I had the opportunity to visit the set of the TV show Dry Creek over the weekend. Les McDowell, the owner of the property was kind enough to pose for some pictures.
Dry Creek is a TV set — storefronts propped up with 2×4’s — and there’s no guarantee how long the show will last.
In January 2010, McDowell started by holding a camera to tape himself reading cowboy poetry.
Friends soon joined him around the campfire to act out small scenes in which McDowell would break out into poetry. He’d already published his first book of poems called Tales From the Trail, but his fans wanted more, he said, so he kept building.
Over the next 14 months, McDowell and cast members constructed a general store, saloon and blacksmith shop. Along with a church he had built for a friend’s Western-themed wedding 10 years before, McDowell had created a town.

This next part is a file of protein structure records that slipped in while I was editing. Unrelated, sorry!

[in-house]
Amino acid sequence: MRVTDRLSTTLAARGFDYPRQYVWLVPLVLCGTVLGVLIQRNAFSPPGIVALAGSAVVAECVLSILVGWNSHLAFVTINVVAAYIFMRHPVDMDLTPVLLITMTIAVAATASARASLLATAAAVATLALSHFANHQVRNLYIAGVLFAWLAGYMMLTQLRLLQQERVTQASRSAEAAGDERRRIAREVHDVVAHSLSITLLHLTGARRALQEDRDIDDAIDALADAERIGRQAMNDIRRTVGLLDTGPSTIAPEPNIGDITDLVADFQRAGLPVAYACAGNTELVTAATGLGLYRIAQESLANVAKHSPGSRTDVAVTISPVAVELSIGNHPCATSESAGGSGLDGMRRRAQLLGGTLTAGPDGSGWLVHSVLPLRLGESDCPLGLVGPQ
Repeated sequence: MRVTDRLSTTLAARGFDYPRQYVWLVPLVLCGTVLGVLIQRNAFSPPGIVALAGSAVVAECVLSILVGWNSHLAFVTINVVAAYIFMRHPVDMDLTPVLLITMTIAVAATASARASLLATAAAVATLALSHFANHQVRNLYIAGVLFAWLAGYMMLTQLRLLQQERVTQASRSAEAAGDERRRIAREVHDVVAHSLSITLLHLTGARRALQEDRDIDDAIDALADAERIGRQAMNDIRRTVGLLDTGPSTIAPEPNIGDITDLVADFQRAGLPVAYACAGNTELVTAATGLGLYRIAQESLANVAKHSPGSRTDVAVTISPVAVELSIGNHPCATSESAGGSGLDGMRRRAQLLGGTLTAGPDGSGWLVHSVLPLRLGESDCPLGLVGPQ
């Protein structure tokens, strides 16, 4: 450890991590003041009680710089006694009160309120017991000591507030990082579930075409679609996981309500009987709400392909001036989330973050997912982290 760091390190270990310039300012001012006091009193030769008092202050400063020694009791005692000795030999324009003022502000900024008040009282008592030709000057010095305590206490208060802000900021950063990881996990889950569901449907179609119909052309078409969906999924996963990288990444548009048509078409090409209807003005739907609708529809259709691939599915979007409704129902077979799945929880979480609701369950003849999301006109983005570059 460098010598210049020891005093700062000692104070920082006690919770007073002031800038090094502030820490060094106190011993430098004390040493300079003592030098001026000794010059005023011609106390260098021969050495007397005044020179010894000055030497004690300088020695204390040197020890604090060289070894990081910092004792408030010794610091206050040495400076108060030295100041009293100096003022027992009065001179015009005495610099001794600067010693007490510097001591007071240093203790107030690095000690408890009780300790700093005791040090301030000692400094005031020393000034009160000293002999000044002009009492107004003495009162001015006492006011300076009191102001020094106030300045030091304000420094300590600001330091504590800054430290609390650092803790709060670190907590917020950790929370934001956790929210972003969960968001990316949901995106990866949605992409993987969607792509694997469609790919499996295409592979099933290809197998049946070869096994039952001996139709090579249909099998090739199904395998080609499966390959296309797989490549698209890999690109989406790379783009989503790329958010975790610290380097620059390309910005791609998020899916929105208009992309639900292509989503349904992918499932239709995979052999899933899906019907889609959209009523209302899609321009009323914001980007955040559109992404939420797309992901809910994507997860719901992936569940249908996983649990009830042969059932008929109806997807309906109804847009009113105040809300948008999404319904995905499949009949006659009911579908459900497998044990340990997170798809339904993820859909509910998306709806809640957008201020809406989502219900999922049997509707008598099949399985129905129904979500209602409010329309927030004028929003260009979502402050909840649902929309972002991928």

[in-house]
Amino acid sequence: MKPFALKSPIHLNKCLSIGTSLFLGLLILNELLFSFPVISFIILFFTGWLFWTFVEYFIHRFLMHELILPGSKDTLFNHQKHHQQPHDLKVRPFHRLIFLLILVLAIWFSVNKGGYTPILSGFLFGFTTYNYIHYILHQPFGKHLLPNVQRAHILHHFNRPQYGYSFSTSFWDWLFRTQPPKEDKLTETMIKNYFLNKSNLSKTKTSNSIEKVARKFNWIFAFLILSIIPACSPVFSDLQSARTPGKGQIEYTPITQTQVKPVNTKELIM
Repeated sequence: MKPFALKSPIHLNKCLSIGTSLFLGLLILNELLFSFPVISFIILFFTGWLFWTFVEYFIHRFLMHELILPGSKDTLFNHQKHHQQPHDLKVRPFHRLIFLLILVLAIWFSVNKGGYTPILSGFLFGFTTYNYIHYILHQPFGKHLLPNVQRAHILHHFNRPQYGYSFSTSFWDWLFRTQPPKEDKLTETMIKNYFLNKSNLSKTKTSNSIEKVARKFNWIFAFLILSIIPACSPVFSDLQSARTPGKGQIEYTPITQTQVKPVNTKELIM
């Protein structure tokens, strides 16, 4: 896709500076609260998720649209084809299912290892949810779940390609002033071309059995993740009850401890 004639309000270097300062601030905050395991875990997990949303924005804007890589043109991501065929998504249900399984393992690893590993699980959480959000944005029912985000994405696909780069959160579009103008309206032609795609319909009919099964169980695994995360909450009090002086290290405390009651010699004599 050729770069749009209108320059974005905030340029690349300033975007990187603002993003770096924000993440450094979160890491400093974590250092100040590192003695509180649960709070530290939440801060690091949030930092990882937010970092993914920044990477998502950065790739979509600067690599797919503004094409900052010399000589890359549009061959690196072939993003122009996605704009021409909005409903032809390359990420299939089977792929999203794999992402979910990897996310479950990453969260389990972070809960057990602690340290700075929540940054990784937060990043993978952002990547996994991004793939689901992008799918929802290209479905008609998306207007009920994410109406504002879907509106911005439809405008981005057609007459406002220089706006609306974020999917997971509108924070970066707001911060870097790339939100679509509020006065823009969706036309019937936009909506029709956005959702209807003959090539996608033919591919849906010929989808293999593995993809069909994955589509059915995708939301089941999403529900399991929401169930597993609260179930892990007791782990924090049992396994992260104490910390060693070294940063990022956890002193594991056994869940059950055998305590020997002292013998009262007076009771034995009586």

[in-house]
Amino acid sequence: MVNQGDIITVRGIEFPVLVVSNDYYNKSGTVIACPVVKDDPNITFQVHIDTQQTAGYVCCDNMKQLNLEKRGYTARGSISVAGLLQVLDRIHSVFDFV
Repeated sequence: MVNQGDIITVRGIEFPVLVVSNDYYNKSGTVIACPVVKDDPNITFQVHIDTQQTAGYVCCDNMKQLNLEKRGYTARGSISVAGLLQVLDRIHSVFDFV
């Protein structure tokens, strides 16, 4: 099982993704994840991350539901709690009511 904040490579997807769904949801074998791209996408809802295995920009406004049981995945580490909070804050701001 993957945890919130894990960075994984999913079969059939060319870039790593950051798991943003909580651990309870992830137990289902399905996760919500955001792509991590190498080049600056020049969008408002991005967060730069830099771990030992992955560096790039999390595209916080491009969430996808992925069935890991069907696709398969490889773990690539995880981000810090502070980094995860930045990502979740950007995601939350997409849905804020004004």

Antiques lined the shelves of the general store and the saloon. Horses stood hitched to the wagons and stagecoaches he built.
When McDowell ran out of money for wood, the cast found people and businesses to donate scraps. If he runs out of money, he said he’ll go back to filming with the $100 camera he used for his cowboy poetry videos. McDowell will do whatever it takes to keep alive a town that never was.